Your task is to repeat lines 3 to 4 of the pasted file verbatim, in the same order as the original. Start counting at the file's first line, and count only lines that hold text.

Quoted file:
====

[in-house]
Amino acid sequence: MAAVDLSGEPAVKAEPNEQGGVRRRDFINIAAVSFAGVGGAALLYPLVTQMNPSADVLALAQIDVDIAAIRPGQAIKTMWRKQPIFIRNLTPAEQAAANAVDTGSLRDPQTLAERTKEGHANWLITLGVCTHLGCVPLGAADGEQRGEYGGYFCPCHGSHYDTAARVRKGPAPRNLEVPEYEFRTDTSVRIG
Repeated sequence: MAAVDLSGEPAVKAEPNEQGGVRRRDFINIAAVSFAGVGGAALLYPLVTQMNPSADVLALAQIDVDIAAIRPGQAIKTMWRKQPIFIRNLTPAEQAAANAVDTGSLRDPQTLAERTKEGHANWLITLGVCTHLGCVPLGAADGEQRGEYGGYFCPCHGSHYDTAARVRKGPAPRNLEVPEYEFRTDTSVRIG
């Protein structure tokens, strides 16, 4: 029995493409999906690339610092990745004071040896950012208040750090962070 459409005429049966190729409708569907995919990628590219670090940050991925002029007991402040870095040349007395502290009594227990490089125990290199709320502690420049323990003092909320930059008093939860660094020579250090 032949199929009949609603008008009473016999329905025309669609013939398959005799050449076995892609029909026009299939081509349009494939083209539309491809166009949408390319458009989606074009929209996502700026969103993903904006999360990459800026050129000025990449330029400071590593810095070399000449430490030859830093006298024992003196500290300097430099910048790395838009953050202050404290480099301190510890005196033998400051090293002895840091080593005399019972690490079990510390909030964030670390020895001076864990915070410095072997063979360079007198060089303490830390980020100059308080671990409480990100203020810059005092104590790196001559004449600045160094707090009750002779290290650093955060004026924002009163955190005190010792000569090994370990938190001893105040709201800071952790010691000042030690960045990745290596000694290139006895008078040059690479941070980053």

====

Repeated sequence: MAAVDLSGEPAVKAEPNEQGGVRRRDFINIAAVSFAGVGGAALLYPLVTQMNPSADVLALAQIDVDIAAIRPGQAIKTMWRKQPIFIRNLTPAEQAAANAVDTGSLRDPQTLAERTKEGHANWLITLGVCTHLGCVPLGAADGEQRGEYGGYFCPCHGSHYDTAARVRKGPAPRNLEVPEYEFRTDTSVRIG
């Protein structure tokens, strides 16, 4: 029995493409999906690339610092990745004071040896950012208040750090962070 459409005429049966190729409708569907995919990628590219670090940050991925002029007991402040870095040349007395502290009594227990490089125990290199709320502690420049323990003092909320930059008093939860660094020579250090 032949199929009949609603008008009473016999329905025309669609013939398959005799050449076995892609029909026009299939081509349009494939083209539309491809166009949408390319458009989606074009929209996502700026969103993903904006999360990459800026050129000025990449330029400071590593810095070399000449430490030859830093006298024992003196500290300097430099910048790395838009953050202050404290480099301190510890005196033998400051090293002895840091080593005399019972690490079990510390909030964030670390020895001076864990915070410095072997063979360079007198060089303490830390980020100059308080671990409480990100203020810059005092104590790196001559004449600045160094707090009750002779290290650093955060004026924002009163955190005190010792000569090994370990938190001893105040709201800071952790010691000042030690960045990745290596000694290139006895008078040059690479941070980053």